Audrey, who also ran at Western Albemarle, attended Michigan State before realizing how much she missed Charlottesville, her family, the UVA community, and, especially, Ragged Mountain. It was while in East Lansing that she decided she wanted to someday run the store.

“I think I saw how special of a place my parents had built,” said Audrey, who transferred to UVA. “Ragged Mountain was just not like other places in terms of how they wanted to help people – which is what I realized I wanted to do. I was like, ‘I can help people through running.’”

Both Alec and Audrey now do that on a daily basis. Sometimes it’s just through friendly banter as customers try on shoes. Other times, it’s something more tangible.

Recently, Audrey alleviated pain a customer was experiencing in her foot by cutting a small hole in the insert of her shoe – something her dad had taught her how to do. The customer returned to the store a couple of weeks later, bearing flowers.

“She was so thankful, and that’s what’s really cool is that we can help change people’s everyday lives in little ways, easy ways,” Audrey said.

Alec looks at a computer monitor with newspaper clippings taped to the back, and Audrey checks the fit of a woman's running shoe
Alec Lorenzoni, left, and Audrey Sackson, say the best part of their job is being able to help people. (Photo by Ziniu Chen, University Communications)

What’s also cool is that if you work at Ragged Mountain, you apparently have a pretty good chance of meeting your spouse.

That was the case for Audrey, who, after graduating from UVA with a degree in English in 2009, met her husband, Stewart Sackson, then a UVA student who was working at the store. Audrey and Stewart were married in 2020, becoming the 10th couple to tie the knot after meeting at Ragged Mountain, according to a running tally that Mark and Cynthia keep.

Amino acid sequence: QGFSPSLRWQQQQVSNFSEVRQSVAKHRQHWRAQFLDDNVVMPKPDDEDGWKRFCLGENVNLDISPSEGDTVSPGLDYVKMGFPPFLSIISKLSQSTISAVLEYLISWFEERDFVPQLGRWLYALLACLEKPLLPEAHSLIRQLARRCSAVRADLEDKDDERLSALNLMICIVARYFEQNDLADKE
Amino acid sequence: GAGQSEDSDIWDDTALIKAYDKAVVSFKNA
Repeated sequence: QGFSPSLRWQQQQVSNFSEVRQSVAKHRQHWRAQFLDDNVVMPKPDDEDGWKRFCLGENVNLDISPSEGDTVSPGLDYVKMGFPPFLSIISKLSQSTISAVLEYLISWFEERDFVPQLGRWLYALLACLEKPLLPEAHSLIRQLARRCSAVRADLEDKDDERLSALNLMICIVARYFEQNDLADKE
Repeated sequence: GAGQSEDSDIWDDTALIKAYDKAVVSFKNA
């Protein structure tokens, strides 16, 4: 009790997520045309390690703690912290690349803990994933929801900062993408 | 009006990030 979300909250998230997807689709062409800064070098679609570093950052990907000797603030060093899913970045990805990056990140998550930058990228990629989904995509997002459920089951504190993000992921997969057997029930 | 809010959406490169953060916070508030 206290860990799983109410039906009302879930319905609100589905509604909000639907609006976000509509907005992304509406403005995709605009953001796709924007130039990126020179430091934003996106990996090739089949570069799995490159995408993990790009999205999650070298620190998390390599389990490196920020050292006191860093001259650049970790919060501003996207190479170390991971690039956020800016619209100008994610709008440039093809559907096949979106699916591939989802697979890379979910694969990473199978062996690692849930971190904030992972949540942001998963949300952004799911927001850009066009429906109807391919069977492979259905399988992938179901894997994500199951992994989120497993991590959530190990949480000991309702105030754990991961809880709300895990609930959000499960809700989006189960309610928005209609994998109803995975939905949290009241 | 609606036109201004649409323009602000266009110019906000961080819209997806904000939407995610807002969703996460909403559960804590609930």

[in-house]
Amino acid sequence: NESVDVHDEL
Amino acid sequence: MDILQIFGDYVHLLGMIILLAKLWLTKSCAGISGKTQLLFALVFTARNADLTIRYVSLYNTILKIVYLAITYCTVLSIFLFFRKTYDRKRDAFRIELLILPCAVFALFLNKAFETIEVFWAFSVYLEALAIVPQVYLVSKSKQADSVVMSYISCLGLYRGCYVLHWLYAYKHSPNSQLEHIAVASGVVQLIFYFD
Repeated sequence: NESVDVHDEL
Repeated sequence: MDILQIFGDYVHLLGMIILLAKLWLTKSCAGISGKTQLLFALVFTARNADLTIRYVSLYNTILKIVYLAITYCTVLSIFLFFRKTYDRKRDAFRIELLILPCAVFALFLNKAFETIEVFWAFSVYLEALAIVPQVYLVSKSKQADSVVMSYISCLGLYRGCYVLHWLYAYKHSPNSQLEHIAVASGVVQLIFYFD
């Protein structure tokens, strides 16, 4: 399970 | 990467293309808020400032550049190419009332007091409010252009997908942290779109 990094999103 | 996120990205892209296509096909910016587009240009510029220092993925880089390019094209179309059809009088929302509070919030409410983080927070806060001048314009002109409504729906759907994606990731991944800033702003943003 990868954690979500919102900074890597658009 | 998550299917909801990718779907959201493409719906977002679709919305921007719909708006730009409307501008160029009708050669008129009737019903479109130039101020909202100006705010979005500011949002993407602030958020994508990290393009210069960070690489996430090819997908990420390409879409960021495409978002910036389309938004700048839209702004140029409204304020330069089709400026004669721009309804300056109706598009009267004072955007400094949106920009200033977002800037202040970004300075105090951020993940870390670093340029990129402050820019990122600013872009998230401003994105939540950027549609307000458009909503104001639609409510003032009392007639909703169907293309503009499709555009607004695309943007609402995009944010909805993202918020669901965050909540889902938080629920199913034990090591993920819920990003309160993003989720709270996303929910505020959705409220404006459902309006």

During the pandemic, Stewart took time off from his teaching job to help at the store, as did Alec and Audrey’s younger brother, Adrian. Annie, the youngest of Mark and Cynthia’s four children, has also worked at the store over the years.

As the new owners of Ragged Mountain, Alec and Audrey say one of the biggest things they have learned from their parents is the importance of open and honest communication.

“They have such strong personalities and sometimes they have a short fuse,” Alec said, “but they have short memories.

“If my dad gets mad about something and is getting on my mom, she’ll give it right back. And then 30 minutes later, they’re fine. They don’t internalize things. They’re never resentful. They have this shared passion, work ethic and philosophy about how to structure their marriage – it just works.”

“They are always a team,” Audrey added. “They are never not a team.”

It’s all part of a recipe the siblings plan on continuing to use for the next 40 years – and beyond.

“It’s not just about the store and working,” Audrey said. “It’s about building a community outside of the store and helping and giving back to what gives to us.”

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Whitelaw Reid